[p.225] Introduction (i) Although the following essay attempts to deal in a connected way with a number of connected conceptual tangles, it is by no means monolithic in design. It divides roughly in two, with the first half (Parts I and II) devoted to certain puzzles which have their source in a misunderstanding of the more specific structure of the language in which we describe and explain natural phenomena; while the second half (Parts III and IV) attempts to resolve the (...) more sweeping controversy over the nature of the connection between 'cause' and 'effect,' or, in modem dress, the logical status of 'lawlike statements.' (ii) The essay begins with a case analysis of a puzzle, taken from recent philosophical literature, relating to the analysis of counterfactual conditionals, statements of the form "If that lump of salt had been put in water, it would have dissolved." The diagnosis of this puzzle, which occupies the whole of Part I, shows it to rest on a misunderstanding of the conceptual framework in terms of which we speak of what things do when acted upon in certain ways in certain kinds of circumstance. Although the puzzle is initially posed in terms of examples taken from everyday life, the logical features of these examples which, misunderstood, generate the puzzle, are to be found in even the more theoretical levels of the language of science, and the puzzle is as much at home in the one place as in the other. For the framework in which things of various kinds (e.g. matches, white rats) behave ('respond') in various ways (catch fire, leap at a door) when acted upon ('submitted to such and such stimuli') under given conditions (presence of oxygen, 24 hours of food deprivation) is far more basic than the distinctions between metrical and non-metrical concepts, molar and micro-things, [p.226] observable and unobservable.. (shrink)
A survey of the literature on the problem of the synthetic a priori soon reveals that the term “analytic” is used in a narrower and a broader sense. In the narrower sense, a proposition is analytic if it is either a truth of logic or is logically true. By saying of a proposition that it is logically true, I mean, roughly, and with an eye on the problem of the relation of logical categories to natural languages, that when defined terms (...) are replaced by their definientia, it becomes a substitution instance of a truth of logic. And a truth of logic can be adequately characterized for present purposes as a proposition which occurs in the body of Principia Mathematica, or which would properly occur in a vermehrte und verbesserte Auflage of this already monumental work. If we now agree to extend the convenient phrase “logically true” to cover truths of logic as well as propositions which are logically true in the sense just defined, we can say that an analytic proposition in the narrower sense is a proposition which is logically true. (shrink)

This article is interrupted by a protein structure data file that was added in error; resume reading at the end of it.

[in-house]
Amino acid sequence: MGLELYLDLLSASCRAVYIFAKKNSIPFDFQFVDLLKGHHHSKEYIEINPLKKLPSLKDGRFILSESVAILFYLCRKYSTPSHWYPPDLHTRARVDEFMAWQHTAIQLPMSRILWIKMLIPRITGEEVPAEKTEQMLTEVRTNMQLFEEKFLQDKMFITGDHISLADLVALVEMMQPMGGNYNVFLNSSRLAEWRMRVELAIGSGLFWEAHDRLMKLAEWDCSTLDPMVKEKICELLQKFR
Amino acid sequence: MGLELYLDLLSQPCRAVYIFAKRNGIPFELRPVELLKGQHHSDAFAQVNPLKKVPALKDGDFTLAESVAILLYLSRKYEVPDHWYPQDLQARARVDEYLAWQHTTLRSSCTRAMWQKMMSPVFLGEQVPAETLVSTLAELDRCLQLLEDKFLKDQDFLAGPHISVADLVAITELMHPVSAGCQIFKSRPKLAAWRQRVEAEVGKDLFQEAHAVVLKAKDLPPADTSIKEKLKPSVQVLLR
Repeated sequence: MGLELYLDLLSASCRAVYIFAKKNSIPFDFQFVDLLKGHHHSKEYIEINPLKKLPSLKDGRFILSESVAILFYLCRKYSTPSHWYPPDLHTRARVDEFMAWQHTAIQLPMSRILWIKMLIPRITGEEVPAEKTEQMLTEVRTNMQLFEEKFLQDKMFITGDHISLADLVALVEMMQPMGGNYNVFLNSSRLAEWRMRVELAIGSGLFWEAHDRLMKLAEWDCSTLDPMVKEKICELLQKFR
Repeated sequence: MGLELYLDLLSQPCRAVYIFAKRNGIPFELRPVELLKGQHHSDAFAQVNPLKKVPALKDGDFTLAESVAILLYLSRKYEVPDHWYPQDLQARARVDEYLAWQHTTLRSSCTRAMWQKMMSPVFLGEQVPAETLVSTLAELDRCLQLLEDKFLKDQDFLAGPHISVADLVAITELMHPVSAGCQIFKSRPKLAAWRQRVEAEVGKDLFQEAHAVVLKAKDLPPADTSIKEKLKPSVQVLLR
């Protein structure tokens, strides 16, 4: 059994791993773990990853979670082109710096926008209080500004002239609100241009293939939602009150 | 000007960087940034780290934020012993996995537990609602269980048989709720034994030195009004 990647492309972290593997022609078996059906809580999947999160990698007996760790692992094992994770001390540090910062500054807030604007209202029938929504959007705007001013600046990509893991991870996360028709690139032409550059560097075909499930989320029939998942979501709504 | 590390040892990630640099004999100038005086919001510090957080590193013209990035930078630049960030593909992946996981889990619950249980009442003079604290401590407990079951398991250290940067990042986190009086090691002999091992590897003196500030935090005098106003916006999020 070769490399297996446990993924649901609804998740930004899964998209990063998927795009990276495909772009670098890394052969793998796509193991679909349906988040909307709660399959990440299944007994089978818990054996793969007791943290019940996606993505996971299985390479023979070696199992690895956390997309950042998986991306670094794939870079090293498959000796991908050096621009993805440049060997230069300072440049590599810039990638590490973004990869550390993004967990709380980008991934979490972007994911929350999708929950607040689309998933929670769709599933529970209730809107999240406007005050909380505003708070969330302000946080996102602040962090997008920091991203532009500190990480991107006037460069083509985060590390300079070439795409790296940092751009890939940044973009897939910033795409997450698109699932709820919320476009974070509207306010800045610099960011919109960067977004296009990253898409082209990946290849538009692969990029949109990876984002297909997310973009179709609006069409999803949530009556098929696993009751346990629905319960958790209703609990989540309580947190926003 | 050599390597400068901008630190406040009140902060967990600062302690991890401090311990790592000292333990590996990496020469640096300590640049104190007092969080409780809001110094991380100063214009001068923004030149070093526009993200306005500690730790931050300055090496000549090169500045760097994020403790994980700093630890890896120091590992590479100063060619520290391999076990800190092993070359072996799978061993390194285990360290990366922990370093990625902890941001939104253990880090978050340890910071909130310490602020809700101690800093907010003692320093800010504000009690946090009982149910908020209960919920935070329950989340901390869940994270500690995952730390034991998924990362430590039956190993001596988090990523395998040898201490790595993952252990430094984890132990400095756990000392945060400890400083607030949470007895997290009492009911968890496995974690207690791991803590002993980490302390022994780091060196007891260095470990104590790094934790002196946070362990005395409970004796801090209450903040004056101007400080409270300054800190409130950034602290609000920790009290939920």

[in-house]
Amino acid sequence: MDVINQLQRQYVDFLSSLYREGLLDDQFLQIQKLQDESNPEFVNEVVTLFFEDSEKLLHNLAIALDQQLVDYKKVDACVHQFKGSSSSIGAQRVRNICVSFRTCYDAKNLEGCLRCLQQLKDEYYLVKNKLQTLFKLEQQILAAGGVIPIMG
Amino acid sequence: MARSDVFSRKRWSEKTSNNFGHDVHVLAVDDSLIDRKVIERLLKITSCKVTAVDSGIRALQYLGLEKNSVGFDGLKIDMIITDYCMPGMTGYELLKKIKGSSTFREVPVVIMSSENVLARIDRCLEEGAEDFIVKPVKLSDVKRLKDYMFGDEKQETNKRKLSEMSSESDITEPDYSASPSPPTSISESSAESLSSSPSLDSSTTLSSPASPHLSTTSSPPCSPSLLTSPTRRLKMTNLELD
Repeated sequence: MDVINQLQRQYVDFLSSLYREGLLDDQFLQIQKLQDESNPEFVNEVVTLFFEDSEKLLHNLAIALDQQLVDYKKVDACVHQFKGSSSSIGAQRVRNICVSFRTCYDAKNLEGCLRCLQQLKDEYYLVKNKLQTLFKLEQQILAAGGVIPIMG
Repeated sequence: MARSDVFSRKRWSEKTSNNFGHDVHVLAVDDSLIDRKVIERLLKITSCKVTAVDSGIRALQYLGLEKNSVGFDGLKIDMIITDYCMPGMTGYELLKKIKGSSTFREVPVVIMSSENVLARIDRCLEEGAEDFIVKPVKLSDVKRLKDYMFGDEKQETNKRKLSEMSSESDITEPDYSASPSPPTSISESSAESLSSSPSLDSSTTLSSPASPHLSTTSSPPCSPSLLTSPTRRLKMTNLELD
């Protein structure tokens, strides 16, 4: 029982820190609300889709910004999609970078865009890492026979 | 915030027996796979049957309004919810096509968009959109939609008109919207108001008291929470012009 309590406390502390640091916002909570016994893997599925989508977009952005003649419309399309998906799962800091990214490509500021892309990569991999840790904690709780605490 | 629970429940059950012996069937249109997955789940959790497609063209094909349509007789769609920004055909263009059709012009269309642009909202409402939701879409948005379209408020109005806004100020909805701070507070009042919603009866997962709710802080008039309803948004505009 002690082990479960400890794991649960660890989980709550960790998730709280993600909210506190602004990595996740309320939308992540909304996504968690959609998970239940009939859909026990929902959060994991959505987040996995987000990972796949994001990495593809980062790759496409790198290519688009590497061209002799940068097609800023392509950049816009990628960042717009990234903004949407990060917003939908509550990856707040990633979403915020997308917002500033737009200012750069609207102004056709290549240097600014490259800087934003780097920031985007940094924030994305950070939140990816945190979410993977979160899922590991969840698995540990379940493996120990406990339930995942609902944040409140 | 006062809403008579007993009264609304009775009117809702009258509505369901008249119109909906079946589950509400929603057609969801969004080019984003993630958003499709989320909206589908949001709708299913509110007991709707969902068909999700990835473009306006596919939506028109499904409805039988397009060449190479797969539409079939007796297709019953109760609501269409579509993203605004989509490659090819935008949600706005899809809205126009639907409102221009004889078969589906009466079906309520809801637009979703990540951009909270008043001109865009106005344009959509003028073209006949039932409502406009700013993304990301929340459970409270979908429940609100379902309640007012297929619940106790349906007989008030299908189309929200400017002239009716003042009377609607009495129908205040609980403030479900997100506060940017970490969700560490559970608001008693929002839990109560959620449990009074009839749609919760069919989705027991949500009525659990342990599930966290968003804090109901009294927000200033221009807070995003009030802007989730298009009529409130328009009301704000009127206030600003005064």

1. My primary aim in this paper is to set the stage for a discussion of some of the central themes in the so-called "identity" approach to the mind-body problem. I have particularly in mind Herbert Feigl's elaborate statement and defense of this approach in Volume II of the Minnesota Studies. A secondary, but more constructive, purpose is to bring out some of the reasons which incline me to think that the theory is either very exciting but false, or true (...) but relatively uninteresting. (shrink)
The essay adopts the Tractarian view that configurations of objects are expressed by configurations of names. Two alternatives are considered: The objects in atomic facts are (1) without exception particulars; (2) one or more particulars plus a universal (Gustav Bergmann). On (1) a mode of configuration is always an empirical relation: on (2) it is the logical nexus of 'exemplification.' It is argued that (1) is both Wittgenstein's view in the Tractatus and correct. It is also argued that exemplification is (...) a 'quasi-semantical' relation, and that it (and universals) are "in the world" only in that broad sense in which the 'world' includes linguistic norms and roles viewed (thus in translating) from the standpoint of a fellow participant. (shrink)
1. I shall attempt in this paper to give a rounded, if schematic, account of the concept of probability. My central concern will be to clarify the sense in which law-like statements (including 'statistical' law-like statements) are made probable by observational data which, in a sense equally demanding analysis, 'accord' with them.